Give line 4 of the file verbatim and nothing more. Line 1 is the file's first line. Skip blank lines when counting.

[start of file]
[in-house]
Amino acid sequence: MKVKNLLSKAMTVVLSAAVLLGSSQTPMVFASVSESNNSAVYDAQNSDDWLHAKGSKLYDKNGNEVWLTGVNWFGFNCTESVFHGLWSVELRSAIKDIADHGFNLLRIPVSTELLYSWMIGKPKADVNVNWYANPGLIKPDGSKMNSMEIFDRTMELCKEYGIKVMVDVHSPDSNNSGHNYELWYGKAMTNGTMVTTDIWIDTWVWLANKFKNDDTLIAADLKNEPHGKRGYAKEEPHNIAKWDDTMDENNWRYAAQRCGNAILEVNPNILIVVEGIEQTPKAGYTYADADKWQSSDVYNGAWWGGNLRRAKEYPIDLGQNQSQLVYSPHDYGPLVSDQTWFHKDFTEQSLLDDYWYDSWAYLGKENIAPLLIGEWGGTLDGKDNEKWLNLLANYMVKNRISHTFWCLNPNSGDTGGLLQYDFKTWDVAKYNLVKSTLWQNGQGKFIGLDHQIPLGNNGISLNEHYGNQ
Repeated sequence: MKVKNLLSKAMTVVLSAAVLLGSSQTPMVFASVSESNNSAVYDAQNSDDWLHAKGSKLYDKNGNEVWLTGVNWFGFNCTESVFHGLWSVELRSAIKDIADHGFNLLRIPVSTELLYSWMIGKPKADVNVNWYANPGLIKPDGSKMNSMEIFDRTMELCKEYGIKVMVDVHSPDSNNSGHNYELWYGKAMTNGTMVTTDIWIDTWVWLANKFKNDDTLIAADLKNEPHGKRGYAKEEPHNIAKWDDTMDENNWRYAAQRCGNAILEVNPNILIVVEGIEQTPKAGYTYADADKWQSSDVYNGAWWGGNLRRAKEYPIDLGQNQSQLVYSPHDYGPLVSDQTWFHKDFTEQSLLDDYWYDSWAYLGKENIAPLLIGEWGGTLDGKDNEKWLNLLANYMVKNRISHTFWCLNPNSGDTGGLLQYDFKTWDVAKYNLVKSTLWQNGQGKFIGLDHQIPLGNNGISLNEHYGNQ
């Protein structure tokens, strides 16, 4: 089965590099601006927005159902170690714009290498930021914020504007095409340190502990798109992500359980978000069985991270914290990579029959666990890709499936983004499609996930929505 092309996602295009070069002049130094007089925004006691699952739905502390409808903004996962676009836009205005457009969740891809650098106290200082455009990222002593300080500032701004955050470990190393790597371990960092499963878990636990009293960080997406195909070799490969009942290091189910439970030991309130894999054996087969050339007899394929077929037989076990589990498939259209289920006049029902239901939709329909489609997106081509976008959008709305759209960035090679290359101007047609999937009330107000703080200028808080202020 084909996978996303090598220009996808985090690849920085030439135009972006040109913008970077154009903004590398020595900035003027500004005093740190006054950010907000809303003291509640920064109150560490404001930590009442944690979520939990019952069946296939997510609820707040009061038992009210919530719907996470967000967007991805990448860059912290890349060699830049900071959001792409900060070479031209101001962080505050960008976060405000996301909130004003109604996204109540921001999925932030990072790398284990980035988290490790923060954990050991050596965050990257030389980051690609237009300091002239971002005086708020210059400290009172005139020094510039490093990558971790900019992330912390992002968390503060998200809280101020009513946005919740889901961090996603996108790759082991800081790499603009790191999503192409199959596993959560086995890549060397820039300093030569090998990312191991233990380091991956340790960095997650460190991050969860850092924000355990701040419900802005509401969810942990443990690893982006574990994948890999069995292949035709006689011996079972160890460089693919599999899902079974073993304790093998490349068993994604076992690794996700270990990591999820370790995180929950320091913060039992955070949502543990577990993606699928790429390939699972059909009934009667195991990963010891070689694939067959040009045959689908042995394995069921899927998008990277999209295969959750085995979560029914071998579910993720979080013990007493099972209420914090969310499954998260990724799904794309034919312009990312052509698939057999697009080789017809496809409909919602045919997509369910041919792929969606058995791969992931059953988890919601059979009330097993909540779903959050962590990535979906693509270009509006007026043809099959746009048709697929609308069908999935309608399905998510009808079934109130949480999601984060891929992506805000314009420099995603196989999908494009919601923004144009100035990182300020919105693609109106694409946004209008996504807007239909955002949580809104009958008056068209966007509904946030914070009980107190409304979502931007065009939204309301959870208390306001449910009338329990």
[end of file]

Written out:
């Protein structure tokens, strides 16, 4: 089965590099601006927005159902170690714009290498930021914020504007095409340190502990798109992500359980978000069985991270914290990579029959666990890709499936983004499609996930929505 092309996602295009070069002049130094007089925004006691699952739905502390409808903004996962676009836009205005457009969740891809650098106290200082455009990222002593300080500032701004955050470990190393790597371990960092499963878990636990009293960080997406195909070799490969009942290091189910439970030991309130894999054996087969050339007899394929077929037989076990589990498939259209289920006049029902239901939709329909489609997106081509976008959008709305759209960035090679290359101007047609999937009330107000703080200028808080202020 084909996978996303090598220009996808985090690849920085030439135009972006040109913008970077154009903004590398020595900035003027500004005093740190006054950010907000809303003291509640920064109150560490404001930590009442944690979520939990019952069946296939997510609820707040009061038992009210919530719907996470967000967007991805990448860059912290890349060699830049900071959001792409900060070479031209101001962080505050960008976060405000996301909130004003109604996204109540921001999925932030990072790398284990980035988290490790923060954990050991050596965050990257030389980051690609237009300091002239971002005086708020210059400290009172005139020094510039490093990558971790900019992330912390992002968390503060998200809280101020009513946005919740889901961090996603996108790759082991800081790499603009790191999503192409199959596993959560086995890549060397820039300093030569090998990312191991233990380091991956340790960095997650460190991050969860850092924000355990701040419900802005509401969810942990443990690893982006574990994948890999069995292949035709006689011996079972160890460089693919599999899902079974073993304790093998490349068993994604076992690794996700270990990591999820370790995180929950320091913060039992955070949502543990577990993606699928790429390939699972059909009934009667195991990963010891070689694939067959040009045959689908042995394995069921899927998008990277999209295969959750085995979560029914071998579910993720979080013990007493099972209420914090969310499954998260990724799904794309034919312009990312052509698939057999697009080789017809496809409909919602045919997509369910041919792929969606058995791969992931059953988890919601059979009330097993909540779903959050962590990535979906693509270009509006007026043809099959746009048709697929609308069908999935309608399905998510009808079934109130949480999601984060891929992506805000314009420099995603196989999908494009919601923004144009100035990182300020919105693609109106694409946004209008996504807007239909955002949580809104009958008056068209966007509904946030914070009980107190409304979502931007065009939204309301959870208390306001449910009338329990």